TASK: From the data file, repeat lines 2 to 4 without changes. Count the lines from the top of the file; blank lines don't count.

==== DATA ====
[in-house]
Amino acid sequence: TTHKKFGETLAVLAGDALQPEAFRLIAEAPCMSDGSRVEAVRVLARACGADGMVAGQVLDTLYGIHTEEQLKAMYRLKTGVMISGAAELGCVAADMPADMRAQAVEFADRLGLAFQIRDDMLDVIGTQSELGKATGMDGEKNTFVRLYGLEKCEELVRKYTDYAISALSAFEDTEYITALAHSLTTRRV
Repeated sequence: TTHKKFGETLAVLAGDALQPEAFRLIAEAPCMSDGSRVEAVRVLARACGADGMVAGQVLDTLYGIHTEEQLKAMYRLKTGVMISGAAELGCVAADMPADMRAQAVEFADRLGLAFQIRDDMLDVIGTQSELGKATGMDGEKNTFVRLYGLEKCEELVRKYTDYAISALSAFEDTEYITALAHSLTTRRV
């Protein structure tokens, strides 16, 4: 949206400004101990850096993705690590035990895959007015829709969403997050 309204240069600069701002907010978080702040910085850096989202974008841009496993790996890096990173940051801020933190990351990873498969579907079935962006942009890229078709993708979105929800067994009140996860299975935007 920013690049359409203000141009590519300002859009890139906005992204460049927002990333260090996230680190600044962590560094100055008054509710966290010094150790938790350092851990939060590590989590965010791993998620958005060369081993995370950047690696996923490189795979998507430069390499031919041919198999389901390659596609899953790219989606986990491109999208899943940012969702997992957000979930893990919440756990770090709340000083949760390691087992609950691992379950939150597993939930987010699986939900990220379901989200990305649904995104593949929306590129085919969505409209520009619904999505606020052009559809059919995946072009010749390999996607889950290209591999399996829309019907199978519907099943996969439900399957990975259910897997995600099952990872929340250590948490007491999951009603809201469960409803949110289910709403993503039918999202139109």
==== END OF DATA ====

Amino acid sequence: TTHKKFGETLAVLAGDALQPEAFRLIAEAPCMSDGSRVEAVRVLARACGADGMVAGQVLDTLYGIHTEEQLKAMYRLKTGVMISGAAELGCVAADMPADMRAQAVEFADRLGLAFQIRDDMLDVIGTQSELGKATGMDGEKNTFVRLYGLEKCEELVRKYTDYAISALSAFEDTEYITALAHSLTTRRV
Repeated sequence: TTHKKFGETLAVLAGDALQPEAFRLIAEAPCMSDGSRVEAVRVLARACGADGMVAGQVLDTLYGIHTEEQLKAMYRLKTGVMISGAAELGCVAADMPADMRAQAVEFADRLGLAFQIRDDMLDVIGTQSELGKATGMDGEKNTFVRLYGLEKCEELVRKYTDYAISALSAFEDTEYITALAHSLTTRRV
């Protein structure tokens, strides 16, 4: 949206400004101990850096993705690590035990895959007015829709969403997050 309204240069600069701002907010978080702040910085850096989202974008841009496993790996890096990173940051801020933190990351990873498969579907079935962006942009890229078709993708979105929800067994009140996860299975935007 920013690049359409203000141009590519300002859009890139906005992204460049927002990333260090996230680190600044962590560094100055008054509710966290010094150790938790350092851990939060590590989590965010791993998620958005060369081993995370950047690696996923490189795979998507430069390499031919041919198999389901390659596609899953790219989606986990491109999208899943940012969702997992957000979930893990919440756990770090709340000083949760390691087992609950691992379950939150597993939930987010699986939900990220379901989200990305649904995104593949929306590129085919969505409209520009619904999505606020052009559809059919995946072009010749390999996607889950290209591999399996829309019907199978519907099943996969439900399957990975259910897997995600099952990872929340250590948490007491999951009603809201469960409803949110289910709403993503039918999202139109």